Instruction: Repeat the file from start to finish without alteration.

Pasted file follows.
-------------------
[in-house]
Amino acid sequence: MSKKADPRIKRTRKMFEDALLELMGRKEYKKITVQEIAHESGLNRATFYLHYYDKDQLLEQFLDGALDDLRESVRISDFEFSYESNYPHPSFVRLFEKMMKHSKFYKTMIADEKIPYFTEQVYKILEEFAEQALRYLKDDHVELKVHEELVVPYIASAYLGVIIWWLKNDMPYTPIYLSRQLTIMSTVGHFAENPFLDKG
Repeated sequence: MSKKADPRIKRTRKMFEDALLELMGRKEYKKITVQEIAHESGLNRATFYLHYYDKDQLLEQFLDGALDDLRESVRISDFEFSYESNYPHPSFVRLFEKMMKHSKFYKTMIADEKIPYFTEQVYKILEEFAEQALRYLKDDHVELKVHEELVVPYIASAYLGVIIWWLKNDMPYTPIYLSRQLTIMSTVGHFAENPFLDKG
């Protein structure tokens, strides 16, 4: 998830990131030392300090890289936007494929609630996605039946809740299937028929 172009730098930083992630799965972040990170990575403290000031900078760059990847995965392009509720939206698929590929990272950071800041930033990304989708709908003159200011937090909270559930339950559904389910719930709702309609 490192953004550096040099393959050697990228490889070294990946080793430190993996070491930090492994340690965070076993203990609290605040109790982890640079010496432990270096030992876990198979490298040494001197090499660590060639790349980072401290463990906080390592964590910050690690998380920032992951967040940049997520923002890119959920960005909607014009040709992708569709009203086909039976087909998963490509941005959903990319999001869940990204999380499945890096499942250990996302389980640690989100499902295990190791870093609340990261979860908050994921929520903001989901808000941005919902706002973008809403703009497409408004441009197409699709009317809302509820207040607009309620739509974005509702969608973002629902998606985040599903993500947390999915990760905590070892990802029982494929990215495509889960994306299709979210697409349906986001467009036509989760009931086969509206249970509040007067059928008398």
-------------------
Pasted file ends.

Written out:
[in-house]
Amino acid sequence: MSKKADPRIKRTRKMFEDALLELMGRKEYKKITVQEIAHESGLNRATFYLHYYDKDQLLEQFLDGALDDLRESVRISDFEFSYESNYPHPSFVRLFEKMMKHSKFYKTMIADEKIPYFTEQVYKILEEFAEQALRYLKDDHVELKVHEELVVPYIASAYLGVIIWWLKNDMPYTPIYLSRQLTIMSTVGHFAENPFLDKG
Repeated sequence: MSKKADPRIKRTRKMFEDALLELMGRKEYKKITVQEIAHESGLNRATFYLHYYDKDQLLEQFLDGALDDLRESVRISDFEFSYESNYPHPSFVRLFEKMMKHSKFYKTMIADEKIPYFTEQVYKILEEFAEQALRYLKDDHVELKVHEELVVPYIASAYLGVIIWWLKNDMPYTPIYLSRQLTIMSTVGHFAENPFLDKG
């Protein structure tokens, strides 16, 4: 998830990131030392300090890289936007494929609630996605039946809740299937028929 172009730098930083992630799965972040990170990575403290000031900078760059990847995965392009509720939206698929590929990272950071800041930033990304989708709908003159200011937090909270559930339950559904389910719930709702309609 490192953004550096040099393959050697990228490889070294990946080793430190993996070491930090492994340690965070076993203990609290605040109790982890640079010496432990270096030992876990198979490298040494001197090499660590060639790349980072401290463990906080390592964590910050690690998380920032992951967040940049997520923002890119959920960005909607014009040709992708569709009203086909039976087909998963490509941005959903990319999001869940990204999380499945890096499942250990996302389980640690989100499902295990190791870093609340990261979860908050994921929520903001989901808000941005919902706002973008809403703009497409408004441009197409699709009317809302509820207040607009309620739509974005509702969608973002629902998606985040599903993500947390999915990760905590070892990802029982494929990215495509889960994306299709979210697409349906986001467009036509989760009931086969509206249970509040007067059928008398």